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Law: QuickStart Guide

This guide is intended to serve as a starting point for finding legal information and is intended for public library users and librarians.

Great Websites

Whether in Massachusetts or beyond, these sites provide valuable information links.

Website Charts

Whether teaching a class or needing to transition away from the expense of legal databases, consult this chart of free legal websites for finding legal information.

Legal Search Engines

First find Google Scholar under "More" at Google.com.  Click on Advanced Scholar Search.  Keywords are entered at the top, but before submitting the search, scroll down to the bottom green section, Legal Opinions and Journals where cases can be searched. Select one of the bullets: Search all legal opinions and journals; Search opinions of all [federal] courts; Search opinions of [state] courts.  For Federal Courts: set to all federal courts, or select a court, such as United States Supreme Court, or 1st Circuit: Appeals & District.  For State Courts: set to a state, such as Massachusetts.

Legal Citations

How to read a legal citation with this brief guide from Boston College Law School.

Legal Glossary

Consult this easy to use web site to define a legal term.  Use both search bars for maximum understanding of a term, or if the term is not found in the Enter a Legal Term search bar.

Librarian Blogs

Tool Kits

In addition to the information and instructional aides found in this Legal Resources Self Help Center guide, the American Association of Law Libraries has posted guides to assist your research.  Massachusetts is not covered, but the Four Great Websites in the box heading this column cover Massachusetts-specific legal information.

Massachusetts Library Association Conference Materials

Public librarians teamed up with Trial Court law librarians and MassLegalHelp web content in 2010 provider to introduce legal reference skills to Massachusetts nonlaw librarians.

PowerPoint Classes

Bookmarks & Posters for Access to Justice Help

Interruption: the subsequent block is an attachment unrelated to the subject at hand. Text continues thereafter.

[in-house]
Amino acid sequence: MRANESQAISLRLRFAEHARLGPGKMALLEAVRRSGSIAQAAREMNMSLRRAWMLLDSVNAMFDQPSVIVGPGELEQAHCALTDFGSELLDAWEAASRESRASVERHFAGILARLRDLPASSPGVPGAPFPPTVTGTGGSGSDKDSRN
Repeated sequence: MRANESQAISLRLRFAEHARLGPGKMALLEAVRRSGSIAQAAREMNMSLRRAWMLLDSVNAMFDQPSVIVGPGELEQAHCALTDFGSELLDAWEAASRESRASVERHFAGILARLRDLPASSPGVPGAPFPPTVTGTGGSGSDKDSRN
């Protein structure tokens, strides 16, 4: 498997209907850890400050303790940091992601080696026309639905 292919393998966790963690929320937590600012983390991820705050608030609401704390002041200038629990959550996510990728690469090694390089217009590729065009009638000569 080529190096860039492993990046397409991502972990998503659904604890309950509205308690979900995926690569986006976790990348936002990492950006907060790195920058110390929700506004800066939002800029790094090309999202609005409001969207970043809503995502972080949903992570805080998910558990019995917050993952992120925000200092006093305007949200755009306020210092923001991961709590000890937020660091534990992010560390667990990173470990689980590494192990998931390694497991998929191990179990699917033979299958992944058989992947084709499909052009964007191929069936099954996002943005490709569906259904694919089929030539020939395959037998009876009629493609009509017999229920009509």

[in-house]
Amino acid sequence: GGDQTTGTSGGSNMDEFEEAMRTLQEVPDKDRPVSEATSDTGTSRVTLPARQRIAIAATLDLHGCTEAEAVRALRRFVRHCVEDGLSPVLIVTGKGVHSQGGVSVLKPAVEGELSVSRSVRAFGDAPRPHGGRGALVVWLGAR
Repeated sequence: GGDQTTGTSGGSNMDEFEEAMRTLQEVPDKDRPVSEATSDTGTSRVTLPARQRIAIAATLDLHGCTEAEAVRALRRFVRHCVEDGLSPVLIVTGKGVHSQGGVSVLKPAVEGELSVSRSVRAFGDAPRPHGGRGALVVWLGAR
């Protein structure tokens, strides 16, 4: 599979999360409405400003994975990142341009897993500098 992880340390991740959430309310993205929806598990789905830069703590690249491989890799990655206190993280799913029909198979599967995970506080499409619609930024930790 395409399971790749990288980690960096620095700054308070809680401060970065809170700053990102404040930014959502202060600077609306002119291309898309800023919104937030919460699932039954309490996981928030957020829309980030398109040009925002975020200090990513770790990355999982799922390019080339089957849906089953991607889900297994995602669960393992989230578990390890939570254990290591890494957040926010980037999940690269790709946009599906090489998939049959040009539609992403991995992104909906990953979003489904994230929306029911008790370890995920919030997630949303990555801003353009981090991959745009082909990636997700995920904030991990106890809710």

These LegalHelp and Access to Justice bookmarks and poster were developed by the Massachusetts team and law librarians with mini grant funds from the Bill and Melinda Gates Foundation Train the Trainer sessions at the Public Libraries and Access to Justice Conference in Austin, Texas, January 11-12, 2010.  There are generic and customize templates for our two-sided LegalHelp bookmarks, both in black and white and color.  Libraries may insert their own institutions and contact information in the customize templates.  There is also an Access to Justice small poster.

Public Libraries and Access to Justice

Read about the Access to Justice national initiative, conference, and efforts of the Massachusetts team to help train nonlaw librarians to assist the public with legal information and referrals.

Books on Legal Research

MassLegalHelp.org

MassLegalHelp.org is one of three statewide websites that make up the Massachusetts Legal Websites Project. The project is a collaborative effort of the civil legal aid community of Massachusetts. We are funded by Massachusetts Legal Assistance Corporation.

Other websites included in this project are:

  •  MassLegalServices.org offers resources about legal issues facing lower-income Massachusetts residents to advocates and social service professionals; and 
  • support to other legal services programs across the state with their websites.

The mission of MassLegalHelp.org  is to improve access to justice for low income and disadvantaged persons through innovative use of the Web.  We are working to  connect, support, and educate advocates and the general public. The content of the website is written by people within the legal services community.

Expert Witnesses

Presenting scientific evidence and interviewing expert witnesses in areas such as neuroscience, exposure science, mental health, and forensic science are covered in this new 3rd edition of a manual on presenting scientific evidence.

Save with Public Libraries

Civics Education

Honorable Sandra Day O'Connor, Former U.S. Supreme Court Justice   »Read Bio

"Last year, I founded the iCivics program (at www.icivics.org) to engage students through online games and interactive resources. On this free website, students can step into the roles of government actors and can find ways to participate in real-world civic action. For teachers, we provide lesson plans and curriculum units that are aligned to standards in every state and in the District of Columbia."

Legal Research Basics